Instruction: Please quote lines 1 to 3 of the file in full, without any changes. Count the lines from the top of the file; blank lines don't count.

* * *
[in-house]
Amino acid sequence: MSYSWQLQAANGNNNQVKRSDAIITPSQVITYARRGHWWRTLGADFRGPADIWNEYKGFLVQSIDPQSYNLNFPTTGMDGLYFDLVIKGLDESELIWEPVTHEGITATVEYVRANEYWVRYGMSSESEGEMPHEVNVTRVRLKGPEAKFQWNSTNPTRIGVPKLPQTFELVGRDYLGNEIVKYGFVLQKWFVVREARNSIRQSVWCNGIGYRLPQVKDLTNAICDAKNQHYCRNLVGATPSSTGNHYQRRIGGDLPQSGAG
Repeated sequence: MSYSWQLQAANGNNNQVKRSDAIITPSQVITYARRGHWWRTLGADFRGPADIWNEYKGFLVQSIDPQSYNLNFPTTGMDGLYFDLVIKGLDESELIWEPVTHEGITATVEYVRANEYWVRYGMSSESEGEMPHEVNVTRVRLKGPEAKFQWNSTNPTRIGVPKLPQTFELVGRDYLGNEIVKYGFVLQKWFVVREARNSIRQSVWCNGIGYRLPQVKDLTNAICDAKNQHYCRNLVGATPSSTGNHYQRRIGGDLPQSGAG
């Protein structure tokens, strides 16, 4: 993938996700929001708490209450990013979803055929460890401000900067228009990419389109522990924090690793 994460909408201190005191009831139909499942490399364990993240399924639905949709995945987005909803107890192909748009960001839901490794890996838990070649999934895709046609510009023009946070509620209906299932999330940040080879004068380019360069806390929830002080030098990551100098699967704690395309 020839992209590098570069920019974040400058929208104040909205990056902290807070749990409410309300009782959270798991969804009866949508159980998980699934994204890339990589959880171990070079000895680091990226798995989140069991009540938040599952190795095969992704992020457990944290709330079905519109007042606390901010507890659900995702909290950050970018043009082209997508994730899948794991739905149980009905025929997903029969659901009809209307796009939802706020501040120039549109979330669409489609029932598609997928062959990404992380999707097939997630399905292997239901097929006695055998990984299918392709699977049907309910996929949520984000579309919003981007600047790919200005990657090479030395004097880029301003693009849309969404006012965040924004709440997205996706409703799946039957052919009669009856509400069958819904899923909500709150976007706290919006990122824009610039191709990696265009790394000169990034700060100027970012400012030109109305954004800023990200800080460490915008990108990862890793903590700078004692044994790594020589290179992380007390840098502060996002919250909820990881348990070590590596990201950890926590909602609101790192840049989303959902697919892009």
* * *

[in-house]
Amino acid sequence: MSYSWQLQAANGNNNQVKRSDAIITPSQVITYARRGHWWRTLGADFRGPADIWNEYKGFLVQSIDPQSYNLNFPTTGMDGLYFDLVIKGLDESELIWEPVTHEGITATVEYVRANEYWVRYGMSSESEGEMPHEVNVTRVRLKGPEAKFQWNSTNPTRIGVPKLPQTFELVGRDYLGNEIVKYGFVLQKWFVVREARNSIRQSVWCNGIGYRLPQVKDLTNAICDAKNQHYCRNLVGATPSSTGNHYQRRIGGDLPQSGAG
Repeated sequence: MSYSWQLQAANGNNNQVKRSDAIITPSQVITYARRGHWWRTLGADFRGPADIWNEYKGFLVQSIDPQSYNLNFPTTGMDGLYFDLVIKGLDESELIWEPVTHEGITATVEYVRANEYWVRYGMSSESEGEMPHEVNVTRVRLKGPEAKFQWNSTNPTRIGVPKLPQTFELVGRDYLGNEIVKYGFVLQKWFVVREARNSIRQSVWCNGIGYRLPQVKDLTNAICDAKNQHYCRNLVGATPSSTGNHYQRRIGGDLPQSGAG